Wednesday, March 30, 2011

Amazing Zombie Defense Review

Amazing Zombie Defense, developed and published by Marcin Draszczuk.
The Good: Action packed, defense construction, custom turrets, online score list, inexpensive
The Not So Good: Imprecise aiming, lacks level variety, basic AI, can't rebind keys, no cooperative play, pedestrian graphics and sound
What say you? This zombie combat game offers somewhat unexpected, if repetitive, thrills for $3: 6/8

Zombies! Yeah, I know, we’re starting to get a little tired of the undead, with this being the third zombie-inspired game review in a row. But, clearly, zombies are the new World War II (as dinosaurs are the next zombies) of computer gaming, so much so that I’m struggling coming up with unique, hilarious comments for the beginning of this particular review. So, yes, Amazing Zombie Defense: it went to the land of consoles first, and has now come to the PC for the low, low price of $3. This game takes a cue from the tower defense genre, giving you the tools required to fend off the incoming horde. Does this budget-oriented offering actually deliver amazing zombie defense?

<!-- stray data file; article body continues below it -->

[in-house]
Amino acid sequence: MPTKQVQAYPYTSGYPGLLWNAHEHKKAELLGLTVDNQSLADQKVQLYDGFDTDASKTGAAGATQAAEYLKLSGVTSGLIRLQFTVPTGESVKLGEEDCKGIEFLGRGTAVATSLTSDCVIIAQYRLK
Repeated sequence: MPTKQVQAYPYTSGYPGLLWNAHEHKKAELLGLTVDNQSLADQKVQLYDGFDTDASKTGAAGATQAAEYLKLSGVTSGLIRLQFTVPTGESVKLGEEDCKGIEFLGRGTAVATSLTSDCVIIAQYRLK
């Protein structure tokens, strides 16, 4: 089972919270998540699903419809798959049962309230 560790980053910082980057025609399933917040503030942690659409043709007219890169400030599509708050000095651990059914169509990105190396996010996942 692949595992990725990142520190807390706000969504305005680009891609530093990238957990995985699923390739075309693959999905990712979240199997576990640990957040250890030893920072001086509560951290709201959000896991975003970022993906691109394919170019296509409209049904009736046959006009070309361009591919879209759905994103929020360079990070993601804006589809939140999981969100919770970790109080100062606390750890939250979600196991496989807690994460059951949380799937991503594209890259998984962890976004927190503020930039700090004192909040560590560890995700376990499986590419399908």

For the price, you might not expect much to come out of Amazing Zombie Defense in terms of graphics and sound design, and you'd be right. The game takes place in an empty gray surface populated by you, zombies, and one streetlight. The zombies use the same model with different shirts and pants, and while detailed, offer simple animations. Weapons are easily identifiable and fire bullets and fire (some of the effects are well done for the higher-end weapons), and the gore is present but not overwhelming. And that's about it for the graphics. As for the sound, you get repetitive, subdued effects for the weapons (the shotgun sounds like somebody farted) and no noticeable zombie sounds. The music during combat I found to be annoying, but the purchase menu song is haunting and far less grating. In short: it's $3.